“If this is the case then I would have expected Phoenix Life to raise this with me and this would have been very helpful in the industry fight against pensions liberation. I could have stopped this falsification further if it is going on.
“Instead they just refused to acknowledge my request to give my client advice.”
When FTAdviser informed Phoenix Life that Mr Bell disagrees with their claim, a spokesman for the life company said: “As I mentioned before, we reviewed this case and it raised a number of concerns regarding fraud.
“The FCA itself flags that even if a company is registered as an IFA firm, or is not listed on their watch list for fraud, this does not mean there is no risk of a scam.
“We have made Mr Bell aware through communications to him that we had concerns about this issue and he has not asked for the explicit reasons behind this.
“We are happy to explain this to him if he contacts us directly but clearly this is a sensitive issue which we do not think is appropriate to discuss via a third party.”
Mr Bell made an official complaint about Phoenix Life to the FCA on the 28 October, which argued the firm was denying his client fundamental rights to take pensions advice from a qualified individual.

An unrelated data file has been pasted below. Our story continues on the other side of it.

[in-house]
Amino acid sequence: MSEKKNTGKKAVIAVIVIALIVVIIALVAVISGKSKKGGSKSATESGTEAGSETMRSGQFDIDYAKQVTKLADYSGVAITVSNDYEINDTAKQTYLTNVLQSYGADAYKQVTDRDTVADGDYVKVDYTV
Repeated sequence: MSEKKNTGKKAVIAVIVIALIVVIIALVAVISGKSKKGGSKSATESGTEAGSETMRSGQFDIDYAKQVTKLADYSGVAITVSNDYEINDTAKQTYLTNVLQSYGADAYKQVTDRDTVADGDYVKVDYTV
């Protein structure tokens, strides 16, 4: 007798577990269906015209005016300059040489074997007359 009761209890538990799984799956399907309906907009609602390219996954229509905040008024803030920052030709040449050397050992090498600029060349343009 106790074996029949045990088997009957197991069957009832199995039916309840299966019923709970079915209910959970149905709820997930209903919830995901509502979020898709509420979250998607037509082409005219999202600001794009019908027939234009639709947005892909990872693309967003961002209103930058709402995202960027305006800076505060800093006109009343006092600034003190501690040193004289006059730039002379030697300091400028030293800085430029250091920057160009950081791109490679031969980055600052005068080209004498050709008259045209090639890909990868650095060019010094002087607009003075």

The FCA said in a response to his complaint: “As you’ll be aware, we do regulate Phoenix Life. So, I can assure you that I’ve passed your email to our relevant supervisory area that monitors the firm in question, for their consideration.
“I’m unable to comment specifically about how we may use the information you’ve kindly given us, as we’re prevented from doing so by confidentiality restrictions under section 348 of the Financial Services and Markets Act 2000 (FSMA).
“I can assure you that your information will be carefully considered before any appropriate decision is taken.”
Mr Bell has been an independent financial adviser since 2008.
Prior to that he worked in Standard Life’s consultant actuary division for five years and prior to that Barclays Corporate Pensions for three years.